Burns, Stuart Keith (1999) Charisma and Spirituality in the Early Church: A Study of Messalianism and Pseudo-Macarius. PhD thesis, University of Leeds.
The thesis is an investigation into the concept of Charisma and Spirituality in the Early Church with particular emphasis upon the writings of Ps-Macarius, and of a group of ascetics known as the Messalians, evident in the late fourth / early fifth centuries. The Macarian writings are examined to see what they reveal about the experiential pneumatic theology of the Early Church, the relationship between Syrian and Hellenic traditions of Christian Rhetoric, and the relationship between Ps-Macarius and the Cappadocian Circle. The Macarian corpus as a whole is examined to assess its rhetorical influences and style. The rhetoric of the Macarian corpus is seen to illustrate a high degree of sophistication. This study also gives definition to two terms that have become imprecise and diverse in their use: 'enkrateia' (self-control), and `Syrian Christianity'. By isolating the characteristics of enkratefa the definitive stages of an encratic lifestyle are identified. The breaking down of the term into enkrateia, radical enkrateta and exclusive enkrateta enables a much clearer discussion to take place as to the nature of the encratic theology of a group or individual. The final element of this study is a consideration of the distinct Macarian imagery that is evident within the corpus. Two images are considered in detail, the 'flight of the soul' and 'sober intoxication'. Overall this study shows the variety of influences upon Ps-Macarius, and the uniqueness of his expression. The influences upon Ps-Macarius include a context of endemic Syrian spirituality, a radical encratic lifestyle, a Hellenic rhetorical training, and a distinct interpretation of Platonic and Neo- Platonic images, coupled to the wider Judaic / Mesopotamian influences of his Church. It is shown that Ps-Macarius represents an individual voice that is distinct and recognisable amongst the Fathers of the Church.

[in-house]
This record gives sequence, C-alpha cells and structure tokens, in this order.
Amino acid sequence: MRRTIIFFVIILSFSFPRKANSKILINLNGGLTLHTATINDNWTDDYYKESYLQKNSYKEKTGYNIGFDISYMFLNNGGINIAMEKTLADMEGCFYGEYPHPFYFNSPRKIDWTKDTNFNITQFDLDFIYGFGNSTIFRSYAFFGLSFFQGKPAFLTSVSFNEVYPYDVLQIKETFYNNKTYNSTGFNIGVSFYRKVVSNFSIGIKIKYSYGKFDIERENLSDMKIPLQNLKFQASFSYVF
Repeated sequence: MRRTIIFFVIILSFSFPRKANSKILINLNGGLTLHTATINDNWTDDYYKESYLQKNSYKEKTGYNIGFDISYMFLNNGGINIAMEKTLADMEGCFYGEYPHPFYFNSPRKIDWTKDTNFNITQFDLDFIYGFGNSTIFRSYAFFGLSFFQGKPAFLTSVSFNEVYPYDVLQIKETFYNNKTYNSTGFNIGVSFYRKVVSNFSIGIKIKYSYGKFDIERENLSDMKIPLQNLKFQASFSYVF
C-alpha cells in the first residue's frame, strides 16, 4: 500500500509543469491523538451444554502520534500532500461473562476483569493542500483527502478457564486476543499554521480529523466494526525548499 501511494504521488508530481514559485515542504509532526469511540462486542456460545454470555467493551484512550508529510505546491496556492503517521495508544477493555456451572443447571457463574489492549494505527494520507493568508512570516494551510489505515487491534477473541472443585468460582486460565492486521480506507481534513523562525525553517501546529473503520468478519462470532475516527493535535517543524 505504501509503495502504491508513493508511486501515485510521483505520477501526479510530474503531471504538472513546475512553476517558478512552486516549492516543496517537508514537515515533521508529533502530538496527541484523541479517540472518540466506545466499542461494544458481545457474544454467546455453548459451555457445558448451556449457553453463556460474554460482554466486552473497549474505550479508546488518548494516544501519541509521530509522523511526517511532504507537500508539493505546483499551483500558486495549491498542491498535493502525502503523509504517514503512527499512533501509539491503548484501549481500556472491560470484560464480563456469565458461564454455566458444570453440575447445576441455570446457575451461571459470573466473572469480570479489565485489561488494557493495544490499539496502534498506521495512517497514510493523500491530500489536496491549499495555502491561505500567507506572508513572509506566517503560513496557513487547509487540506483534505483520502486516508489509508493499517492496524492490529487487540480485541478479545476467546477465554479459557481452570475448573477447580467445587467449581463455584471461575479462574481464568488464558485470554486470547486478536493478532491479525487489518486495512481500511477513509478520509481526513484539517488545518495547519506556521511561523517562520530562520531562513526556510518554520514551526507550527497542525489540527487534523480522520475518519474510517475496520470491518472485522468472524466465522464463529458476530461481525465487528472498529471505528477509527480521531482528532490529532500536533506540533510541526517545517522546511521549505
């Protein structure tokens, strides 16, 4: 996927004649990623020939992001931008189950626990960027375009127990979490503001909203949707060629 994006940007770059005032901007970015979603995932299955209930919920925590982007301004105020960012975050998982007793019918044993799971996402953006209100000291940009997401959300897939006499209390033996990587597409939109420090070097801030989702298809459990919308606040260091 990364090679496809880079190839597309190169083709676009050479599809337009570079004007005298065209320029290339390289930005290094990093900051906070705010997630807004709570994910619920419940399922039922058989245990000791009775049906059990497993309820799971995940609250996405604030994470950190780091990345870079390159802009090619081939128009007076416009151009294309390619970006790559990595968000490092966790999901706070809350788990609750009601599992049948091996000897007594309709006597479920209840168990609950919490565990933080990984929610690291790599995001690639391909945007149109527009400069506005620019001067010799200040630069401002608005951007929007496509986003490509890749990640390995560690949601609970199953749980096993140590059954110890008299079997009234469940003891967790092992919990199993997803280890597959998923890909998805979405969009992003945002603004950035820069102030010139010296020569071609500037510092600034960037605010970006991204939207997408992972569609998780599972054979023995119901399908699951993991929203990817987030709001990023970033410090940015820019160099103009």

|Item Type:||Thesis (PhD)|
|Academic Units:||The University of Leeds > Faculty of Arts (Leeds) > School of Humanities (Leeds) > School of Theology & Religious Studies (Leeds)|
|Depositing User:||Repository Administrator|
|Date Deposited:||25 Oct 2011 14:08|
|Last Modified:||08 Aug 2013 08:47|